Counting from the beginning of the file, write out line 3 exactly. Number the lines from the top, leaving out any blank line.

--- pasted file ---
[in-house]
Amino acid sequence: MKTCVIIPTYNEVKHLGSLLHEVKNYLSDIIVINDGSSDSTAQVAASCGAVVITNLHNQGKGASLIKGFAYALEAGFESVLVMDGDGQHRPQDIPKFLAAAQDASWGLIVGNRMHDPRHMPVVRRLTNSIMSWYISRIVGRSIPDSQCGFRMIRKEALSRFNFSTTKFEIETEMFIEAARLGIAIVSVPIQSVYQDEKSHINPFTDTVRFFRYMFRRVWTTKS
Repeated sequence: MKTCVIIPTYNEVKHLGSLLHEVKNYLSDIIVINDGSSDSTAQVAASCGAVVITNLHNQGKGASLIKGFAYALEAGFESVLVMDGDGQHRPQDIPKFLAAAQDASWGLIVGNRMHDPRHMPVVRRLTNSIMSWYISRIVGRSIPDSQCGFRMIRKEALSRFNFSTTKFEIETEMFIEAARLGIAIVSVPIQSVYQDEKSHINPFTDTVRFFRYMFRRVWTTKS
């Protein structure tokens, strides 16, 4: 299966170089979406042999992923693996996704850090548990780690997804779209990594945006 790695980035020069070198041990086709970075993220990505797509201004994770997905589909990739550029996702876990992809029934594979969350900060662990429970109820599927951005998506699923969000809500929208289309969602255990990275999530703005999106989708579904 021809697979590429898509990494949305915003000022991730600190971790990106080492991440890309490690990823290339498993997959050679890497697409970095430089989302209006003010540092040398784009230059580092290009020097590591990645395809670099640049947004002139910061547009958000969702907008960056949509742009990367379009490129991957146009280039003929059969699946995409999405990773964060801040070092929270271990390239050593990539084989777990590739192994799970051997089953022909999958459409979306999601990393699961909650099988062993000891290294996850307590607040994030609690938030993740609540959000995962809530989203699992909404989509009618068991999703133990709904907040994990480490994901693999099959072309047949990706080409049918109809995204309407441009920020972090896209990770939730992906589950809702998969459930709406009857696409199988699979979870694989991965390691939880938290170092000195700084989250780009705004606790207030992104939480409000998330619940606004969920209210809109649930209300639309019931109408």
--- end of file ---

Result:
Repeated sequence: MKTCVIIPTYNEVKHLGSLLHEVKNYLSDIIVINDGSSDSTAQVAASCGAVVITNLHNQGKGASLIKGFAYALEAGFESVLVMDGDGQHRPQDIPKFLAAAQDASWGLIVGNRMHDPRHMPVVRRLTNSIMSWYISRIVGRSIPDSQCGFRMIRKEALSRFNFSTTKFEIETEMFIEAARLGIAIVSVPIQSVYQDEKSHINPFTDTVRFFRYMFRRVWTTKS